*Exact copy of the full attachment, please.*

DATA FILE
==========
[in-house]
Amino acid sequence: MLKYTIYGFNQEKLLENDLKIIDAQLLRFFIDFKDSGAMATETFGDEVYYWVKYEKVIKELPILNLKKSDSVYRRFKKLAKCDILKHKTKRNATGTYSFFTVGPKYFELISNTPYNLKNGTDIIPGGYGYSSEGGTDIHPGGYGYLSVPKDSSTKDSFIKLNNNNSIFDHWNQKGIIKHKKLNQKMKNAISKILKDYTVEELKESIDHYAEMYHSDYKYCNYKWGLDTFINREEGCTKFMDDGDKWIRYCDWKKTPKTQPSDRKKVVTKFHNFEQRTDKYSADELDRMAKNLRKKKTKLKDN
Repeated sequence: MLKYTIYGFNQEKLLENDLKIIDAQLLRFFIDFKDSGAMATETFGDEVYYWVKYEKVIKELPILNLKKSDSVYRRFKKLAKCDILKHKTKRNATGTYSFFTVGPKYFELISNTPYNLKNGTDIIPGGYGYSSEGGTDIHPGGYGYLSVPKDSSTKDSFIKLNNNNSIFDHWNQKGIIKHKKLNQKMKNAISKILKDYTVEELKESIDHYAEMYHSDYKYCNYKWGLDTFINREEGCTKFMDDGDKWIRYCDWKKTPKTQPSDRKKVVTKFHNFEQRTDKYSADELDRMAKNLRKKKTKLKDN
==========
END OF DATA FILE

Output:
[in-house]
Amino acid sequence: MLKYTIYGFNQEKLLENDLKIIDAQLLRFFIDFKDSGAMATETFGDEVYYWVKYEKVIKELPILNLKKSDSVYRRFKKLAKCDILKHKTKRNATGTYSFFTVGPKYFELISNTPYNLKNGTDIIPGGYGYSSEGGTDIHPGGYGYLSVPKDSSTKDSFIKLNNNNSIFDHWNQKGIIKHKKLNQKMKNAISKILKDYTVEELKESIDHYAEMYHSDYKYCNYKWGLDTFINREEGCTKFMDDGDKWIRYCDWKKTPKTQPSDRKKVVTKFHNFEQRTDKYSADELDRMAKNLRKKKTKLKDN
Repeated sequence: MLKYTIYGFNQEKLLENDLKIIDAQLLRFFIDFKDSGAMATETFGDEVYYWVKYEKVIKELPILNLKKSDSVYRRFKKLAKCDILKHKTKRNATGTYSFFTVGPKYFELISNTPYNLKNGTDIIPGGYGYSSEGGTDIHPGGYGYLSVPKDSSTKDSFIKLNNNNSIFDHWNQKGIIKHKKLNQKMKNAISKILKDYTVEELKESIDHYAEMYHSDYKYCNYKWGLDTFINREEGCTKFMDDGDKWIRYCDWKKTPKTQPSDRKKVVTKFHNFEQRTDKYSADELDRMAKNLRKKKTKLKDN